Cherry-picking quotes from Founding Fathers has become another insidious form of misinformation

click to enlarge Cherry-picking quotes from Founding Fathers has become another insidious form of misinformation
National Portrait Gallery, Smithsonian Institution
"Did you hear what Alexander Hamilton said about cryptocurrency?"

"The strongest reason for the people to retain the right to keep and bear arms is, as a last resort, to protect themselves against tyranny in government."

– Thomas Jefferson

Except Jefferson never said that.

Politicians, pundits and angry uncles all enjoy sharing quotes from the Founders. But they often don't particularly care if Jefferson, Madison or others actually wrote what they claim they did. Invoking the words of key figures from the Founding period is a rhetorical strategy that aims to mobilize the intellectual giants of American history to support modern-day political positions.

It is the very opposite of what history should be. Serious scholars begin with questions and then seek answers in historical sources. Politicians (both the professional and the amateur variety) do the opposite. They begin with answers — their preferred political positions on an issue of the present-day — and then seek out a short, pithy quote from the Internet to help bolster their argument.

The Internet, I think we've all learned over the past few years, is not the most reliable source. Cyberspace is awash with bogus quotations from the Founders and other key historical figures, like Abraham Lincoln. You can easily shop around to find Washington or Theodore Roosevelt espousing a 21st century political cause that would have been completely unimaginable to them in their own time; Alexander Hamilton did not go on the record about his views on cryptocurrency. The danger to our political discourse, though, is that many of these fraudulent quotes are all too easy to believe when you're looking to confirm what you've already decided.

How do we guard against the spread of historical misinformation? First, be suspicious. If a politician invokes an authority from the past, be skeptical. Second, do some homework. There are bona fide resources that are easily accessible online that track false quotations. A librarian at Thomas Jefferson's Monticello, for example, has maintained a website of "spurious quotations" attributed to Jefferson for well over a decade. The false quote above, for example, first appeared in print in 1989 and took on a life of its own in the 1990s. (You can read the entry about it here:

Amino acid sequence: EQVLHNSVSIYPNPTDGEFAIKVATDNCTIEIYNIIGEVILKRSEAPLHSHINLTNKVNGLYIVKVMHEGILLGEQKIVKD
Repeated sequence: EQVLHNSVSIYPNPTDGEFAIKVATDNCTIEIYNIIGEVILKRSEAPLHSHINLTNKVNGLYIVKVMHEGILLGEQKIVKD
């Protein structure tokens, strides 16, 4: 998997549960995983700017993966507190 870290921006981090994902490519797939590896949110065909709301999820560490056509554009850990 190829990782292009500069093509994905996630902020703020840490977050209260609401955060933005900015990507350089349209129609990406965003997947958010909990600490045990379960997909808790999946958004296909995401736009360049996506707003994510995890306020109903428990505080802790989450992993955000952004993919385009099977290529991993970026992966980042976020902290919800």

Why do we care so much about what the Founders said over two centuries ago? Hot button political issues are usually wrapped up in questions about the meaning of the Constitution. One legal philosophy in constitutional law is the concept of "original intent" — what did the Founders mean when they wrote the Constitution? Original intent draws a straight line from the founding period to the present in ways that invest the Founders' words with significant power to shape the future.

Cherry-picking quotes to work out the original intent of the Founders is a different kind of historical misinformation. One of the potential pitfalls of original intent is that it can view ideas as timeless and unchanging. Historians, however, are all about context. We see ideas as the product of their time and place. While there is both continuity and change over time, historians tend to agree with the writer L.P. Hartley who wrote (honest!), "the past is a foreign country; they do things differently there."

It is important to understand quotes in their historical context. For example, a quote from Washington in 1754 is likely to be different to one from 1789. In 1754, Washington was in his 20s, fighting in the Seven Years War as a loyal subject of King George III. In 1789, he was 57, a global celebrity, and the first president of the United States. So, the question is, which Washington should we listen to in 2022? The one from 1754, or the one from 1789? Sadly, the answer, all too often, is the one who agrees with us.

It is important to understand quotes in their historical context. For example, a quote from Washington in 1754 is likely to be different to one from 1789.

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Quotes, then, offer a very narrow window on the past. So what can we do to try to understand the views of the Founders? Do some research in primary sources. While the Internet has created serious problems for finding reliable information, it has also provided unprecedented access to verified historical documents. You can access the papers of Washington, Jefferson and others for free through the Library of Congress website. The National Archives "Founders Online" does the same for over 185,000 documents from figures like Benjamin Franklin, Alexander Hamilton and James Madison.

That is a lot of reading. So the second-best thing to do is to read the work of historians, who have dedicated decades of their professional lives poring over these documents. Bona fide historical writing goes through a rigorous blind, peer-review process to ensure that scholars adhere to ethical and professional standards in their use of evidence, but it is always a good idea to be a critical reader. While quotes represent a moment, frozen in time, the best historical studies offer a broader picture of the past that helps to explain how and why the Founders' differed in their interpretations of the Constitution and, importantly, why these ideas changed over time.

Last, never trust a politician quoting Jefferson. ♦

Lawrence B.A. Hatter is an award-winning author and associate professor of early American history at Washington State University. These views are his own and do not reflect those of WSU.

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